Vela Incident: Interview
Vela Incident could well be one of the best new bands in Britain…and it only took over twenty years to get there. Sam Lambeth gets down and dirty with Port Talbot’s finest. Vela Incident are flustered. A recent review from an unknown publication has rendered them angry and forlorn. Not so much because it criticised […]
The post Vela Incident: Interview appeared first on Louder Than War.
Vela Incident could well be one of the best new bands in Britain…and it only took over twenty years to get there. Sam Lambeth gets down and dirty with Port Talbot’s finest.
Vela Incident are flustered. A recent review from an unknown publication has rendered them angry and forlorn. Not so much because it criticised their sound, but more because the hackneyed hack behind the words did not bother to find out the origins of Vela Incident’s band name.
If there’s one thing the band are passionate about, it’s getting their facts straight.
For the uninitiated, the Vela Incident – also known as the South Atlantic Fast – was a strange phenomenon detected by the American Vela hotel satellite sometime in the 1970s. It was a lightning in a bottle moment, a rare situation, a joyous coming together.
“We wanted a band name that paid homage to our Welsh roots, and ‘vela’ is a Sanskrit word meaning shore or coast,” the band explain. “When we stumbled upon this mysterious event, we went for it.”
It certainly is a fitting name for the band. The group originally came together in the heady days of Britpop, before growing up and moving out of Port Talbot. After a few aborted attempts over the years, finally the magic collided over twenty years after their teenage fantasies.
“It wasn’t until the first lockdown that we got things together,” they say, in unison. “Since we started back in spring, we’ve also recruited Liam and Flynn. Liam’s been a great find, but because of lockdown, there’s only Tweedy (bass) who’s ever actually met him.
“Bringing Flynn in was also a nice story because he’d been a mate forever, but had never shown interest in playing music back then. Bringing him in epitomises what we’re about – we’re mates, the best bands are, you can practice together all you want but there’s no better understanding between musicians than when they have that bond.”
That bond has been positively infectious. Despite only officially forming in 2020, in a world where live gigs are as absent as Stephen Bear’s brain, Vela Incident have attracted a ferociously loyal fan base that spreads across Great Britain (and probably beyond).
The group reckon that’s down to their down-to-earth but saucy demeanour.
“We do have a cheeky edge to us, but we’re from a very small steel town and humility is a big part of our makeup, so we’re eternally grateful to each and every single person who has listened, shared, followed and enjoyed,” they say.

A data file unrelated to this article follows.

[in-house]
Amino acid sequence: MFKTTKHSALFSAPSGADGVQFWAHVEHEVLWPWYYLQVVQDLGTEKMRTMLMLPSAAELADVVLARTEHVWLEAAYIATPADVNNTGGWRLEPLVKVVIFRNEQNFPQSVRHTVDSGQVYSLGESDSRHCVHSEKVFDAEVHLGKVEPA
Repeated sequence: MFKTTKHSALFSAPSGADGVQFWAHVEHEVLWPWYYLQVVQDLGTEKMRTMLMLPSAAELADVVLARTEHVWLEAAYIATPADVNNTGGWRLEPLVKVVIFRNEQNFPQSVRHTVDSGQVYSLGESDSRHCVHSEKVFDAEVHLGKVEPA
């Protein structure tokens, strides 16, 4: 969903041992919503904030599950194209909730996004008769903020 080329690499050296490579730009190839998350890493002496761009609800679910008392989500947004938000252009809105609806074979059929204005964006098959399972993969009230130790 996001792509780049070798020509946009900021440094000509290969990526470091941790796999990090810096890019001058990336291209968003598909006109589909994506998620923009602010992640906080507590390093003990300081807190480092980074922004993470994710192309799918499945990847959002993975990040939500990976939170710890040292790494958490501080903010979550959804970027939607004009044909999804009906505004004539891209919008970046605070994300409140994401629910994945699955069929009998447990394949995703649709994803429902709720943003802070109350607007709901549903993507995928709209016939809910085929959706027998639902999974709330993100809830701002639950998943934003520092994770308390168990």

However, it’s not all because of their naughty tweets and threats to take over the world. Vela Incident have tunes. Yes, they should – anything that’s been brewing for twenty years should taste terrific – but damn these songs have been worth the wait.
The stately Home is a gorgeous anthem replete with sterling guitars and a simply irresistible chorus. Queen of Liverpool is majestic and maudlin in equal measure. Their new stash of singles are equally as impressive, namely the uplifting All the Lost Souls.
“These songs are very ‘90s if you strip them back, but they’ve been completely reimagined and produced in a way that’s very much a product of our current influences and everything in between,” they say.
They’re not wrong. Among the Britpop-inflected guitars and lyrical flourishes, you can now also hear the adventurous spirit of The National and The War On Drugs.
“The layering of sounds, the heavy use of synthesizers, recording and production tricks, experimenting, it’s almost the biggest part of what we’re about, and the songs are then sprinkled with lyrics that contain so much innocence and naivety because they were written by teenagers who thought they had love and life all figured out.”
Vela Incident have exciting plans for 2021, Covid-19 permitting. They talk excitedly of vinyl, a UK tour and world domination.
With songs as strong as these – and with plenty of old and new tunes still to be unleashed – Vela Incident’s verve, tenacity and wondrous tunes have swiftly cemented them as one of Britain’s most exciting and brilliant bands.
It’s fair to say that no one will be unsure about the Vela Incident in the future. And as for that name, the boys have got one last titbit to impart.
“We’ve found out there’s a band in Scandinavia also called the Vela Incident,” they beam. “So when we’re rich and famous we’ll force them to change it or sue them.”
Vela Incident are on Facebook and Twitter.
All words by Sam Lambeth. Sam is a Birmingham-based journalist and musician. More of his work for Louder Than War is available on his archive. His music can be found on Spotify.